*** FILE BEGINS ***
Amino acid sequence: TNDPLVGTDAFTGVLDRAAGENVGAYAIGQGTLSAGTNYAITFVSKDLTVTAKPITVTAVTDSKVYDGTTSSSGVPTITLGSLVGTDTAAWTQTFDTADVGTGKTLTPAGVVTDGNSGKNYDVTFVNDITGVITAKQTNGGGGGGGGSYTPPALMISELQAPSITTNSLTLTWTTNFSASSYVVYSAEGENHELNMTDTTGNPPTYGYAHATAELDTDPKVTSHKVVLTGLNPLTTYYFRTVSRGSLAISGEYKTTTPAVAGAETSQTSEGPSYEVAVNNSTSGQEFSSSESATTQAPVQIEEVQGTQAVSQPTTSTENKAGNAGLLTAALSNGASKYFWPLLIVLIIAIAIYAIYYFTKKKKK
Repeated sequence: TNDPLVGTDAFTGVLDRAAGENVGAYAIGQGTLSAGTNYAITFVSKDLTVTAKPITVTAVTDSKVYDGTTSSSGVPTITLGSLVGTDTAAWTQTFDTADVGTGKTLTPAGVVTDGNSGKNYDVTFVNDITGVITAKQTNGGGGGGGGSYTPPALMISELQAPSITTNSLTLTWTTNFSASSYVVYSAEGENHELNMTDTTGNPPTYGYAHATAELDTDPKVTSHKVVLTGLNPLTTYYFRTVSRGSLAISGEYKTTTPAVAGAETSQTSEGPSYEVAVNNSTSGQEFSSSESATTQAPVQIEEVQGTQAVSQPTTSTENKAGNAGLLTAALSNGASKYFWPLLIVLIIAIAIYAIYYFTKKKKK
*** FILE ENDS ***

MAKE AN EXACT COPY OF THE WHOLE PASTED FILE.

Amino acid sequence: TNDPLVGTDAFTGVLDRAAGENVGAYAIGQGTLSAGTNYAITFVSKDLTVTAKPITVTAVTDSKVYDGTTSSSGVPTITLGSLVGTDTAAWTQTFDTADVGTGKTLTPAGVVTDGNSGKNYDVTFVNDITGVITAKQTNGGGGGGGGSYTPPALMISELQAPSITTNSLTLTWTTNFSASSYVVYSAEGENHELNMTDTTGNPPTYGYAHATAELDTDPKVTSHKVVLTGLNPLTTYYFRTVSRGSLAISGEYKTTTPAVAGAETSQTSEGPSYEVAVNNSTSGQEFSSSESATTQAPVQIEEVQGTQAVSQPTTSTENKAGNAGLLTAALSNGASKYFWPLLIVLIIAIAIYAIYYFTKKKKK
Repeated sequence: TNDPLVGTDAFTGVLDRAAGENVGAYAIGQGTLSAGTNYAITFVSKDLTVTAKPITVTAVTDSKVYDGTTSSSGVPTITLGSLVGTDTAAWTQTFDTADVGTGKTLTPAGVVTDGNSGKNYDVTFVNDITGVITAKQTNGGGGGGGGSYTPPALMISELQAPSITTNSLTLTWTTNFSASSYVVYSAEGENHELNMTDTTGNPPTYGYAHATAELDTDPKVTSHKVVLTGLNPLTTYYFRTVSRGSLAISGEYKTTTPAVAGAETSQTSEGPSYEVAVNNSTSGQEFSSSESATTQAPVQIEEVQGTQAVSQPTTSTENKAGNAGLLTAALSNGASKYFWPLLIVLIIAIAIYAIYYFTKKKKK